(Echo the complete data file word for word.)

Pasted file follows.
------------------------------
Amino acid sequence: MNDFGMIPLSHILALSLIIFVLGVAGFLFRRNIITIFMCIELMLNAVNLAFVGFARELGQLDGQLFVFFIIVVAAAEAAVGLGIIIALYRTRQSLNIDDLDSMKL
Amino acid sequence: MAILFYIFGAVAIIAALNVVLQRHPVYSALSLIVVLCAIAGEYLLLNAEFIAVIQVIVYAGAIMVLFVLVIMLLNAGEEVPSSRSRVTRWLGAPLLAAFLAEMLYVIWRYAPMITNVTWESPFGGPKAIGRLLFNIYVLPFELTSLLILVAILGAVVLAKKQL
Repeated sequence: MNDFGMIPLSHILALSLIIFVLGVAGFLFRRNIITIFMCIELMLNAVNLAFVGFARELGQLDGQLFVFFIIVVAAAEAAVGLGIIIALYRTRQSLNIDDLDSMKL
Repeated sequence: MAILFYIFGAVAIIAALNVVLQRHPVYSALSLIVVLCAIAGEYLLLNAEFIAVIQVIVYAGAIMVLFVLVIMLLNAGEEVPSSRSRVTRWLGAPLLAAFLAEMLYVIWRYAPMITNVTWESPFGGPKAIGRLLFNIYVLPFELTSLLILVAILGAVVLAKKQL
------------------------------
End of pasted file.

Amino acid sequence: MNDFGMIPLSHILALSLIIFVLGVAGFLFRRNIITIFMCIELMLNAVNLAFVGFARELGQLDGQLFVFFIIVVAAAEAAVGLGIIIALYRTRQSLNIDDLDSMKL
Amino acid sequence: MAILFYIFGAVAIIAALNVVLQRHPVYSALSLIVVLCAIAGEYLLLNAEFIAVIQVIVYAGAIMVLFVLVIMLLNAGEEVPSSRSRVTRWLGAPLLAAFLAEMLYVIWRYAPMITNVTWESPFGGPKAIGRLLFNIYVLPFELTSLLILVAILGAVVLAKKQL
Repeated sequence: MNDFGMIPLSHILALSLIIFVLGVAGFLFRRNIITIFMCIELMLNAVNLAFVGFARELGQLDGQLFVFFIIVVAAAEAAVGLGIIIALYRTRQSLNIDDLDSMKL
Repeated sequence: MAILFYIFGAVAIIAALNVVLQRHPVYSALSLIVVLCAIAGEYLLLNAEFIAVIQVIVYAGAIMVLFVLVIMLLNAGEEVPSSRSRVTRWLGAPLLAAFLAEMLYVIWRYAPMITNVTWESPFGGPKAIGRLLFNIYVLPFELTSLLILVAILGAVVLAKKQL